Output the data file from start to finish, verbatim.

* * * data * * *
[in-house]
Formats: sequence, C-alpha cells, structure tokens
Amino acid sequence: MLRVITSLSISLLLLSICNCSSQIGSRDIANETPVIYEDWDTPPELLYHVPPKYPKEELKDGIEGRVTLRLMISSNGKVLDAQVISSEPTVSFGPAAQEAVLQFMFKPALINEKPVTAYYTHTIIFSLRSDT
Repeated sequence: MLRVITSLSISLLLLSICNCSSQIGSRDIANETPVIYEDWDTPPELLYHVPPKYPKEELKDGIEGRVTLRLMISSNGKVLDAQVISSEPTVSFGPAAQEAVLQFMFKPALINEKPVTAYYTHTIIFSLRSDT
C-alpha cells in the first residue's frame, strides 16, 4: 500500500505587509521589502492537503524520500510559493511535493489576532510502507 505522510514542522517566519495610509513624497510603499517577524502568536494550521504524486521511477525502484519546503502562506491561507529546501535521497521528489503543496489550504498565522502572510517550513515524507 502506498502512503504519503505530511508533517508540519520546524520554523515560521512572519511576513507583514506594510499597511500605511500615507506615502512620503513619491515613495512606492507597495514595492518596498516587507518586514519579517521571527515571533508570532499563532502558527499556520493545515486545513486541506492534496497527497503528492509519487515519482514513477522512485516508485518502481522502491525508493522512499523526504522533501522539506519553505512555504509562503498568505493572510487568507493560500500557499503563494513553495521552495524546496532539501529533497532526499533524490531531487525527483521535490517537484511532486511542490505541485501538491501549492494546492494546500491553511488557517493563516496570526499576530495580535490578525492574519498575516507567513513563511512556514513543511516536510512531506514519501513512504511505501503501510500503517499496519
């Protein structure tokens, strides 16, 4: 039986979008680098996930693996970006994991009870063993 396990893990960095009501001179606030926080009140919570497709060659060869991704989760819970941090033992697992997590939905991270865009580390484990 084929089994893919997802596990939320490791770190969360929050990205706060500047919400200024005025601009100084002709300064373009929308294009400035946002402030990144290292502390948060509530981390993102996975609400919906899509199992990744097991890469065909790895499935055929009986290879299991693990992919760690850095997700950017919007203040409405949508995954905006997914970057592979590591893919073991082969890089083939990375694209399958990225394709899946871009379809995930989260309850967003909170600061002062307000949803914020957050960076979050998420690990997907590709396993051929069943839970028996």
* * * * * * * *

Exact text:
[in-house]
Formats: sequence, C-alpha cells, structure tokens
Amino acid sequence: MLRVITSLSISLLLLSICNCSSQIGSRDIANETPVIYEDWDTPPELLYHVPPKYPKEELKDGIEGRVTLRLMISSNGKVLDAQVISSEPTVSFGPAAQEAVLQFMFKPALINEKPVTAYYTHTIIFSLRSDT
Repeated sequence: MLRVITSLSISLLLLSICNCSSQIGSRDIANETPVIYEDWDTPPELLYHVPPKYPKEELKDGIEGRVTLRLMISSNGKVLDAQVISSEPTVSFGPAAQEAVLQFMFKPALINEKPVTAYYTHTIIFSLRSDT
C-alpha cells in the first residue's frame, strides 16, 4: 500500500505587509521589502492537503524520500510559493511535493489576532510502507 505522510514542522517566519495610509513624497510603499517577524502568536494550521504524486521511477525502484519546503502562506491561507529546501535521497521528489503543496489550504498565522502572510517550513515524507 502506498502512503504519503505530511508533517508540519520546524520554523515560521512572519511576513507583514506594510499597511500605511500615507506615502512620503513619491515613495512606492507597495514595492518596498516587507518586514519579517521571527515571533508570532499563532502558527499556520493545515486545513486541506492534496497527497503528492509519487515519482514513477522512485516508485518502481522502491525508493522512499523526504522533501522539506519553505512555504509562503498568505493572510487568507493560500500557499503563494513553495521552495524546496532539501529533497532526499533524490531531487525527483521535490517537484511532486511542490505541485501538491501549492494546492494546500491553511488557517493563516496570526499576530495580535490578525492574519498575516507567513513563511512556514513543511516536510512531506514519501513512504511505501503501510500503517499496519
């Protein structure tokens, strides 16, 4: 039986979008680098996930693996970006994991009870063993 396990893990960095009501001179606030926080009140919570497709060659060869991704989760819970941090033992697992997590939905991270865009580390484990 084929089994893919997802596990939320490791770190969360929050990205706060500047919400200024005025601009100084002709300064373009929308294009400035946002402030990144290292502390948060509530981390993102996975609400919906899509199992990744097991890469065909790895499935055929009986290879299991693990992919760690850095997700950017919007203040409405949508995954905006997914970057592979590591893919073991082969890089083939990375694209399958990225394709899946871009379809995930989260309850967003909170600061002062307000949803914020957050960076979050998420690990997907590709396993051929069943839970028996």